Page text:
Peak Design’s Carbon Fibre Travel Tripod is a dream and a nightmare

A $1,000 tripod is a tough sell for most

I’ve been testing Peak Design’s Carbon Fibre Travel Tripod for a few months now, and while it may seem like a menial change next to the Aluminum model, the reduction in weight makes walking around with a backpack full of camera gear much more manageable.

That said, the tripod’s expensive cost does weigh on my conscience.

When I first started taking photos and videos more seriously, my partner gifted me the Aluminum Travel Tripod for Christmas, and I loved it. The compact size fits into my camera bag, is quick to set up, and is versatile enough for 99 percent of the work I need. However, after a couple of years of dragging that tripod around North America, I craved something lighter.

It seems like a no-brainer to jump from the Aluminum version to the Carbon Fibre option since they look the same and offer an identical feature set. Unfortunately, the price is a bit of a hurdle. The Aluminum version rings in at $500, and the Carbon Fibre costs $879, which rounds up to $1,000 in Canada.

This is a lot of money to pay for a slightly lighter tripod, making it primarily worth it to people who travel. When you do the math, there’s a 0.63-pound difference between them. It doesn’t seem like much, but over time, that adds up. I’ve walked to work with both, and the Carbon fibre option felt less noticeable on my back. Plus, having the option of throwing an ultralight kit together for a day trip instantly becomes much more feasible when you don’t have to worry about the nuisance of lugging around a huge tripod all day. I’ve even seen Shevon Salmon holding his camera on this tripod like a giant selfie stick since it’s so easy to carry.

If you’re a small crew that travels a lot, I think this tripod is perfect. I worry about its longevity over time since carbon fibre isn’t as strong as aluminum. Still, if that’s something you’re concerned about, the tripod comes with a nice soft case for transporting it around, which should keep it safe. There’s also a lifetime warranty on both tripod versions, and you can look into what it covers here.

Other features

Beyond being extremely compact when folded down, a few other perks come with Peak Design tripods.

First, it uses a ball head that is really easy to move and can even rotate a full 90 degrees so you can film/shoot vertical content. You can even take out the centre post and flip it around to film stuff upside down and get low angles. These features aren’t exclusive to Peak Design, but they’re implemented smartly here, and the intuitiveness of the tripods locks and dials makes it reasonably fast to swap your setup around.

A few close-ups on the tripod, plus a shot of the included phone mount.

One of the cooler exclusive features is the addition of a built-in phone mount. If you twist the hook on the bottom of the tripod, you can pull it out, and a small metal Phone mount slides out. It’s incredibly minimal, but in a pinch, it’s excellent, and the fact that it’s integrated into the tripod is fantastic and has saved me a few times.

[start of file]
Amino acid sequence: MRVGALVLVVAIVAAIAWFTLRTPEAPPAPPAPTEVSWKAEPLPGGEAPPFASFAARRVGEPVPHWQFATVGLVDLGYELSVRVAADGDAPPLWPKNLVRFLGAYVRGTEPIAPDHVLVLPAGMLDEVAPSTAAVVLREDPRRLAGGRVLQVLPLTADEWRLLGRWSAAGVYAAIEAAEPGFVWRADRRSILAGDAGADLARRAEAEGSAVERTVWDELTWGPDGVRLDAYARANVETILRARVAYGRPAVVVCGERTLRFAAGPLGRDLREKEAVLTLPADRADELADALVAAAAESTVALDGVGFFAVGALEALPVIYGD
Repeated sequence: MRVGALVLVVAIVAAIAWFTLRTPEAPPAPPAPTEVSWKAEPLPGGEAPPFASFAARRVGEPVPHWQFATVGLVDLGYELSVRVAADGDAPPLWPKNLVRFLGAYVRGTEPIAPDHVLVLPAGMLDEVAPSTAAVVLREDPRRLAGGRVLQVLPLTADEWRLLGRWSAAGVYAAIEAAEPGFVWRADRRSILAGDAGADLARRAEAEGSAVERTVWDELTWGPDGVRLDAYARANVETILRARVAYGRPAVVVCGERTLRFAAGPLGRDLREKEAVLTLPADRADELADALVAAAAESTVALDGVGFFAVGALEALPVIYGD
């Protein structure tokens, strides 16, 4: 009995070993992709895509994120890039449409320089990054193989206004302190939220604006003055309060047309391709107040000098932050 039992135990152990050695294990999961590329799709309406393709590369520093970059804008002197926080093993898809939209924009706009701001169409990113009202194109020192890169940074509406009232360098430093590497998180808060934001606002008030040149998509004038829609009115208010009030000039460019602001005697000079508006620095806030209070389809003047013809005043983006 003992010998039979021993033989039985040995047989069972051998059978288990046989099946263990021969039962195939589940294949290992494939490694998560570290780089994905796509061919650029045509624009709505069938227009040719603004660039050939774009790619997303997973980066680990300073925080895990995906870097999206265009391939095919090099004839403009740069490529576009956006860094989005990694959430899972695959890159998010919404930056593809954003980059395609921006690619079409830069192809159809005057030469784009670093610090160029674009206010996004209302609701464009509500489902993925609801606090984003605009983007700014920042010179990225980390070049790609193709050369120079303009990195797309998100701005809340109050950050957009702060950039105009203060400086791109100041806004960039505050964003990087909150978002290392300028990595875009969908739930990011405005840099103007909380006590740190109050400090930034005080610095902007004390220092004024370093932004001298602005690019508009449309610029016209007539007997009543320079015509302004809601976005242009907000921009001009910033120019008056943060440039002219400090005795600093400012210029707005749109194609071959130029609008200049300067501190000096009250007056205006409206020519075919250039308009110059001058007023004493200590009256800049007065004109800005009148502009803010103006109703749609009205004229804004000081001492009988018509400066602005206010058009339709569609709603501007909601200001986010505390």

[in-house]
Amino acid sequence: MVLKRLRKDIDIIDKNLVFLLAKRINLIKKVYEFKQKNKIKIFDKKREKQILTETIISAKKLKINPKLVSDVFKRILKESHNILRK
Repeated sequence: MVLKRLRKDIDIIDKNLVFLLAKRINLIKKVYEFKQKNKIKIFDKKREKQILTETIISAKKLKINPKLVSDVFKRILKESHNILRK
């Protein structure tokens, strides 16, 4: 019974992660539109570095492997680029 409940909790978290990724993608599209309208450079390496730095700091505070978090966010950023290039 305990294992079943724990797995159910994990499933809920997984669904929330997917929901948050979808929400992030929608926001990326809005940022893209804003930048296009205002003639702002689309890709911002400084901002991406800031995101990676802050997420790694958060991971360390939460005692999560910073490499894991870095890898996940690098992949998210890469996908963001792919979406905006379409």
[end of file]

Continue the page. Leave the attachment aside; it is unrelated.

There’s a small plastic Allen key holder on the side of the tripod, but in my experience, it’s very easy to lose. If you keep the tripod in its small carrying case all the time, you’d run a negligible risk of this, but I wouldn’t recommend relying on it. The custom Allen key offers two hex bits for attaching the tripod plate to your camera and changing the orientation of the tripod. I was able to keep my original key with my aluminum tripod for around eight months, but on a trip last year, it got lost, and I refuse to spend $30 plus shipping to replace it. I’d love to see Peak Design re-engineer the holder so the key can’t fall out, but until then, I’ll stick with a regular camera multi-tool.

Keeping an Allen wrench on the leg of your tripod is super convenient, but it’s also easy to get lost.

As I mentioned above, the tripod comes with a soft case, but it does add some more bulk. Since I’m using this tripod to slim down my camera bag, I opt not to use the case, which does mean my tripod does get scraped up a bit more in my bag or when it’s strapped to the outside. I’ve lived this way with both tripods, and beyond a few scratches, both have held up well to the abuse.

That said, I did accidentally drop the aluminum model onto a tile floor the other day from about waist height, and one of the clips that adjusts the legs angle snapped. It still works, but the thumbpad that makes it easy to push is mostly gone.

The tripod for you?

At its maximum height of 152cm (60 inches), the tripod is just a little shorter than me. I’m six feet tall with Crocs on.

At the end of the day, I love this tripod, but I’d only recommend it to people with a lot of disposable income or content creators who frequently travel and need a reliably light tripod to follow them around.

Anyone that looks at photography/videography as a hobby might want to stay away from the Carbon Fibre Travel Tripod, but splurging on the aluminum model will still get you most of the perks of the tripod without having to spend an arm and a leg. Videographers that want to use a smooth panning head will also want to stay away since the Peak Design tripods are built to capture static shots without camera movement.

As someone who used the Aluminum model for years, I wish I had just stepped up and bought the Carbon Fibre option years ago since I do travel so much, but I will say that I never felt like the heavier tripod held me back from getting work done, I just felt it on my back at the end of a long day.

You can look into Peak Design’s tripods here.